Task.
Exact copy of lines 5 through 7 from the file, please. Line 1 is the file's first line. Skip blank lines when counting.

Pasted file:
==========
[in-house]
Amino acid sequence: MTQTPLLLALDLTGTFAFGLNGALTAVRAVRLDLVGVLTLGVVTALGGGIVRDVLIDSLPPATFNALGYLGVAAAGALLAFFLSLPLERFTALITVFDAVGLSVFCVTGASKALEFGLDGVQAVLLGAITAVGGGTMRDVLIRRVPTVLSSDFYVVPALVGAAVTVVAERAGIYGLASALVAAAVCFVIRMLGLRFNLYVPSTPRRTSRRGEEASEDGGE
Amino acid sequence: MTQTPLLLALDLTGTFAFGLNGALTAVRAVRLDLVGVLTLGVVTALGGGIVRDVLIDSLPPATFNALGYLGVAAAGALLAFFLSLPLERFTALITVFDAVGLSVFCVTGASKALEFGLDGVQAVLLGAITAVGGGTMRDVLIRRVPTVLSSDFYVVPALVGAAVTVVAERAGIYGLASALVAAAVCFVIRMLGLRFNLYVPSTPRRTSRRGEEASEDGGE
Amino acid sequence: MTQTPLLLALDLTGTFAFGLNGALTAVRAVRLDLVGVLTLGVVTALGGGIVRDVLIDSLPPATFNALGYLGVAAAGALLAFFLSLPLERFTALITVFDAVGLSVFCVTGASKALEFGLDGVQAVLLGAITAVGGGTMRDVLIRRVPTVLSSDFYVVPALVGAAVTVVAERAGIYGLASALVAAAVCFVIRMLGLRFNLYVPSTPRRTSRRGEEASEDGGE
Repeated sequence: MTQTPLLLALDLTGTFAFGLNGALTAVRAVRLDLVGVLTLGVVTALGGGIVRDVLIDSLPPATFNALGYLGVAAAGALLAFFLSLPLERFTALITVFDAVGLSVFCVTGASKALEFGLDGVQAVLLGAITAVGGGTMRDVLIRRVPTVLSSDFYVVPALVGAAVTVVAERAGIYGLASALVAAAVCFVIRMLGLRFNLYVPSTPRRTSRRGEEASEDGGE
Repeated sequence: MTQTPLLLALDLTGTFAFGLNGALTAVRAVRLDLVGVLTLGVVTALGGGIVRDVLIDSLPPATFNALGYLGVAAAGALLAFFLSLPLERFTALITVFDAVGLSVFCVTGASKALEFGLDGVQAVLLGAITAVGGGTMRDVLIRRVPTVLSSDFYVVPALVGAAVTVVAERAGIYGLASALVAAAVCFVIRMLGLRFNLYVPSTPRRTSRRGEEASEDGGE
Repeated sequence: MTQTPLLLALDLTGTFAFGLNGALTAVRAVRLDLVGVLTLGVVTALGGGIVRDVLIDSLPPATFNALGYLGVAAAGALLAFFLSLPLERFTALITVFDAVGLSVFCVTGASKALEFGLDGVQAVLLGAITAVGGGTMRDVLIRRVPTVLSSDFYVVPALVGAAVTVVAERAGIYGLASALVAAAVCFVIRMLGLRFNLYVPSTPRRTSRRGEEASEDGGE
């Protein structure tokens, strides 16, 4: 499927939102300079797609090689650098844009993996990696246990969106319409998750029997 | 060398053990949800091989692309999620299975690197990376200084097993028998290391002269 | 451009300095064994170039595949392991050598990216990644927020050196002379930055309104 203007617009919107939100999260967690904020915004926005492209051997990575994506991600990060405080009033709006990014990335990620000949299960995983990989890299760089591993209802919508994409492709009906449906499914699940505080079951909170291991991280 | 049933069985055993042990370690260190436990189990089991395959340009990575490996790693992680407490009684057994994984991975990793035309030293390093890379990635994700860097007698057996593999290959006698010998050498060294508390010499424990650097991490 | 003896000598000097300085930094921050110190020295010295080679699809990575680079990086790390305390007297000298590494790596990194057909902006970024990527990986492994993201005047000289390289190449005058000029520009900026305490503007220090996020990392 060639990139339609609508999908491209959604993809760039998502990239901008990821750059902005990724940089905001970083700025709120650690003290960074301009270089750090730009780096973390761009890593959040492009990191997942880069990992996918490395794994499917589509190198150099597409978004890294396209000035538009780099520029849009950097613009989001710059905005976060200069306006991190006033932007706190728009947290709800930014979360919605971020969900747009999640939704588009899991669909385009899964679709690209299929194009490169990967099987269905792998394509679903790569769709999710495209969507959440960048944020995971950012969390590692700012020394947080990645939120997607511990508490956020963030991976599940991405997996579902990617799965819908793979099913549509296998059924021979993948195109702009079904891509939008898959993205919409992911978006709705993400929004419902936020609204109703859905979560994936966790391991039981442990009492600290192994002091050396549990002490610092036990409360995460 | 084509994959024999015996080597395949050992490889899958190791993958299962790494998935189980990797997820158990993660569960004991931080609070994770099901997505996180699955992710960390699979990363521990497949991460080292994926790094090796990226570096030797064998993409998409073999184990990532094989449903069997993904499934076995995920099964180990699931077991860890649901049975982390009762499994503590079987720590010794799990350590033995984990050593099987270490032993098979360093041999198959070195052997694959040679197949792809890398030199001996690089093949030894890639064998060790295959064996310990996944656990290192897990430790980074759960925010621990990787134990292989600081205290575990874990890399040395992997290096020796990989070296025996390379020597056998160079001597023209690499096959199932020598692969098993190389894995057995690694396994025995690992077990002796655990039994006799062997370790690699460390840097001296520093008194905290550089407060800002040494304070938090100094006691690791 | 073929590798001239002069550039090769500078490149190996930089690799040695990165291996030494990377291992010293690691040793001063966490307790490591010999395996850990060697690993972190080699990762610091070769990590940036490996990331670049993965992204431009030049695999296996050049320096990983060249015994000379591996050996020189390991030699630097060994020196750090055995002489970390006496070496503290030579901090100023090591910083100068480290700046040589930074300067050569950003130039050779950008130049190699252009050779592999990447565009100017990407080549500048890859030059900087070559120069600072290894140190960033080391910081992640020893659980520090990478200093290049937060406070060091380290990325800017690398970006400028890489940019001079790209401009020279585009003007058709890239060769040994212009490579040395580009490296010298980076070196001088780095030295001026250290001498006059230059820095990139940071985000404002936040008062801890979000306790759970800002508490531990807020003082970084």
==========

Repeated sequence: MTQTPLLLALDLTGTFAFGLNGALTAVRAVRLDLVGVLTLGVVTALGGGIVRDVLIDSLPPATFNALGYLGVAAAGALLAFFLSLPLERFTALITVFDAVGLSVFCVTGASKALEFGLDGVQAVLLGAITAVGGGTMRDVLIRRVPTVLSSDFYVVPALVGAAVTVVAERAGIYGLASALVAAAVCFVIRMLGLRFNLYVPSTPRRTSRRGEEASEDGGE
Repeated sequence: MTQTPLLLALDLTGTFAFGLNGALTAVRAVRLDLVGVLTLGVVTALGGGIVRDVLIDSLPPATFNALGYLGVAAAGALLAFFLSLPLERFTALITVFDAVGLSVFCVTGASKALEFGLDGVQAVLLGAITAVGGGTMRDVLIRRVPTVLSSDFYVVPALVGAAVTVVAERAGIYGLASALVAAAVCFVIRMLGLRFNLYVPSTPRRTSRRGEEASEDGGE
Repeated sequence: MTQTPLLLALDLTGTFAFGLNGALTAVRAVRLDLVGVLTLGVVTALGGGIVRDVLIDSLPPATFNALGYLGVAAAGALLAFFLSLPLERFTALITVFDAVGLSVFCVTGASKALEFGLDGVQAVLLGAITAVGGGTMRDVLIRRVPTVLSSDFYVVPALVGAAVTVVAERAGIYGLASALVAAAVCFVIRMLGLRFNLYVPSTPRRTSRRGEEASEDGGE